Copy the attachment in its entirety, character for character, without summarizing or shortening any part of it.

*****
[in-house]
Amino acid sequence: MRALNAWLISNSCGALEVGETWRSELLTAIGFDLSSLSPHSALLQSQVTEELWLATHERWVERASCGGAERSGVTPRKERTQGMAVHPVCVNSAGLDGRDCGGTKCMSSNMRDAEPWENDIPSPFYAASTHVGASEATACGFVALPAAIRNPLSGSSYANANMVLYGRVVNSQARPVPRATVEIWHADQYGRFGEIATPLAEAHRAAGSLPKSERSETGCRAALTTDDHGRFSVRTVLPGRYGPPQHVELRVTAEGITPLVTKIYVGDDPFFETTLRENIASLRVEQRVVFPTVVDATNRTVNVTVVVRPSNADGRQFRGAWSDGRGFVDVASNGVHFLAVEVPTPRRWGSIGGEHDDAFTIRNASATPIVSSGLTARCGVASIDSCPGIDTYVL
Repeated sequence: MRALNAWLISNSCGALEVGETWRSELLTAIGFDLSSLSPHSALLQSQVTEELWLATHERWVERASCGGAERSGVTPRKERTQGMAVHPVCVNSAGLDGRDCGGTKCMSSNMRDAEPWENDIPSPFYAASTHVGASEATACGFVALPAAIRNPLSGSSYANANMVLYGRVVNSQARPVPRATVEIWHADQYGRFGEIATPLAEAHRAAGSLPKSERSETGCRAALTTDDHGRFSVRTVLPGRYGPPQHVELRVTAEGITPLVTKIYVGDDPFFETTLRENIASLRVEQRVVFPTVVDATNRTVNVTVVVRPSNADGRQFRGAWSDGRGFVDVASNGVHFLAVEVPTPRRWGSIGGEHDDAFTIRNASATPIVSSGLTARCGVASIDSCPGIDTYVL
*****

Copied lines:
[in-house]
Amino acid sequence: MRALNAWLISNSCGALEVGETWRSELLTAIGFDLSSLSPHSALLQSQVTEELWLATHERWVERASCGGAERSGVTPRKERTQGMAVHPVCVNSAGLDGRDCGGTKCMSSNMRDAEPWENDIPSPFYAASTHVGASEATACGFVALPAAIRNPLSGSSYANANMVLYGRVVNSQARPVPRATVEIWHADQYGRFGEIATPLAEAHRAAGSLPKSERSETGCRAALTTDDHGRFSVRTVLPGRYGPPQHVELRVTAEGITPLVTKIYVGDDPFFETTLRENIASLRVEQRVVFPTVVDATNRTVNVTVVVRPSNADGRQFRGAWSDGRGFVDVASNGVHFLAVEVPTPRRWGSIGGEHDDAFTIRNASATPIVSSGLTARCGVASIDSCPGIDTYVL
Repeated sequence: MRALNAWLISNSCGALEVGETWRSELLTAIGFDLSSLSPHSALLQSQVTEELWLATHERWVERASCGGAERSGVTPRKERTQGMAVHPVCVNSAGLDGRDCGGTKCMSSNMRDAEPWENDIPSPFYAASTHVGASEATACGFVALPAAIRNPLSGSSYANANMVLYGRVVNSQARPVPRATVEIWHADQYGRFGEIATPLAEAHRAAGSLPKSERSETGCRAALTTDDHGRFSVRTVLPGRYGPPQHVELRVTAEGITPLVTKIYVGDDPFFETTLRENIASLRVEQRVVFPTVVDATNRTVNVTVVVRPSNADGRQFRGAWSDGRGFVDVASNGVHFLAVEVPTPRRWGSIGGEHDDAFTIRNASATPIVSSGLTARCGVASIDSCPGIDTYVL